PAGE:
Flipping houses went out of fashion around 2008, along with flip phones and sub-prime mortgages. But real estate data shows the practice is on the upswing — among million-dollar homes.
MarketWatch reports House flipping makes a comeback
Flipping tends to be most common in cities with a large supply of expensive homes. (To qualify as a flip, a home must be purchased and subsequently sold again within six months.) In fact, more than three-quarters of all high-end flipping took place in five markets: The New York metro area and Los Angeles, San Francisco, San Jose and San Diego.
What’s behind these quick turnarounds? “Flipping happens when prices are rising rapidly even if price levels are low,” says Jed Kolko, chief economist for real-estate firm Trulia.
It’s possible to double the value of a home, says Jeff Salgado, a San Francisco-based realtor. Investors could buy a dilapidated home for $1.2 million, invest $600,000 and sell it for $2.4 million, he says. “Our buying community is driven by the biotech and high tech sectors. These people are brilliant at what they do, but a good portion of them don’t know the difference between a screwdriver and a hammer.”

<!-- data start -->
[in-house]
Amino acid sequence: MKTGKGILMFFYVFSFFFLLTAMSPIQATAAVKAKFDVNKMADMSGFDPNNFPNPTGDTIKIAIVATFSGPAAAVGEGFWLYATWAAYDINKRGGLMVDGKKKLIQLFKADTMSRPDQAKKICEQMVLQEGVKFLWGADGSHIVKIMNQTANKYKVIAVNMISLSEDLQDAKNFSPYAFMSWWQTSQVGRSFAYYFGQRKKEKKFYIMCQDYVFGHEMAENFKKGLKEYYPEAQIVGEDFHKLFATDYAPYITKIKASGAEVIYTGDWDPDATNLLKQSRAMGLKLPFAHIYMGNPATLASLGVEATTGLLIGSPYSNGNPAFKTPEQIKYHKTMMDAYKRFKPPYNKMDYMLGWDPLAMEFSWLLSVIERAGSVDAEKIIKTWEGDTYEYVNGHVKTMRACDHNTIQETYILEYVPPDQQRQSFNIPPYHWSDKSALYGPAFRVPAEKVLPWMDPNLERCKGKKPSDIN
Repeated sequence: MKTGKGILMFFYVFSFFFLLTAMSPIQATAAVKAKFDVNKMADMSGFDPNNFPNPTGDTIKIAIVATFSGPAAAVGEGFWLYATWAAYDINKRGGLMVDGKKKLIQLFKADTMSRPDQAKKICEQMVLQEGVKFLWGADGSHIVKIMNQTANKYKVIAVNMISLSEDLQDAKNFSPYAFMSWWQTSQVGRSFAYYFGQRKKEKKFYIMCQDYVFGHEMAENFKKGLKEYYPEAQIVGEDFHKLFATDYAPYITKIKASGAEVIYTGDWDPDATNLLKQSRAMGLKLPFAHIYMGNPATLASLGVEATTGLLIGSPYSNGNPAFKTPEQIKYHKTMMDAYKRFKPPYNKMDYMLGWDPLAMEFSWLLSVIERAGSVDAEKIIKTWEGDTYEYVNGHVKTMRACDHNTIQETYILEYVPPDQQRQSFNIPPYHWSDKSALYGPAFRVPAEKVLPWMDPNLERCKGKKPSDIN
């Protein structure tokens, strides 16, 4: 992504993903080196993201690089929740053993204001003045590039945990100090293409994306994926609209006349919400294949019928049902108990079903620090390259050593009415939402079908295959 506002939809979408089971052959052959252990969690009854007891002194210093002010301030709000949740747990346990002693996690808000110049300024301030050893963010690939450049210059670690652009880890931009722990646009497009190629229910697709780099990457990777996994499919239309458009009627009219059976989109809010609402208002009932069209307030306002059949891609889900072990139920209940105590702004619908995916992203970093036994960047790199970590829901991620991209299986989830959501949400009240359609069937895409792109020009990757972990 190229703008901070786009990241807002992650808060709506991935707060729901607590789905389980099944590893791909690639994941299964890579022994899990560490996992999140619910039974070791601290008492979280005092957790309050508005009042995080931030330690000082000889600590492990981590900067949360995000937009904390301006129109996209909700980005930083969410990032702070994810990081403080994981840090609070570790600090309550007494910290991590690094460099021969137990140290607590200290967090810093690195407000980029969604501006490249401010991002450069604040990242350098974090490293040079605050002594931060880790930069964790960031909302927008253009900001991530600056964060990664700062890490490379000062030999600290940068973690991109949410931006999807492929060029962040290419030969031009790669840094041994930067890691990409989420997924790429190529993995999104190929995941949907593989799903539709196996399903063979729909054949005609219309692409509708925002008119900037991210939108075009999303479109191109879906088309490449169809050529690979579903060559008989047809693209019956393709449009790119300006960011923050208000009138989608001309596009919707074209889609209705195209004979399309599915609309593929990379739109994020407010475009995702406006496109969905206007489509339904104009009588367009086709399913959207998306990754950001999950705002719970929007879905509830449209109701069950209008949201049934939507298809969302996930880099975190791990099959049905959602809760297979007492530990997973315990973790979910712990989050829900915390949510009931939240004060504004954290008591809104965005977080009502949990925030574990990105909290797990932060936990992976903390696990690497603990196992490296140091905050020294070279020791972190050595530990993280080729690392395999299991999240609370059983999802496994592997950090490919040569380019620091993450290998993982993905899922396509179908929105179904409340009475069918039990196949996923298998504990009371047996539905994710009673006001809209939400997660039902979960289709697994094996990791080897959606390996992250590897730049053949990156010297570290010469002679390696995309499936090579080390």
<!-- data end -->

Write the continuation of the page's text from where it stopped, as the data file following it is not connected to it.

When asked to comment, Bernanke replied "It's not a bubble, it's bubblicious". Well ... not quite.
But signs of a bubble are all over the place. And just as in 2000 with the dotcom bust, and 2007 with the real estate bust, the Fed is 100% oblivious of massive bubbles now.
Alternatively, the Fed harbors a "We Just Don't Care" attitude, hoping employment picks up before the stock market, corporate bond market, and housing bubbles burst.
Regardless, bubbles never end well (except for bank executives and corporate insiders who cash out stock options and sell every share on the way up).Don't forget to Like Freedom Outpost on Facebook, Google Plus, & Twitter. You can also get Freedom Outpost delivered to your Amazon Kindle device here.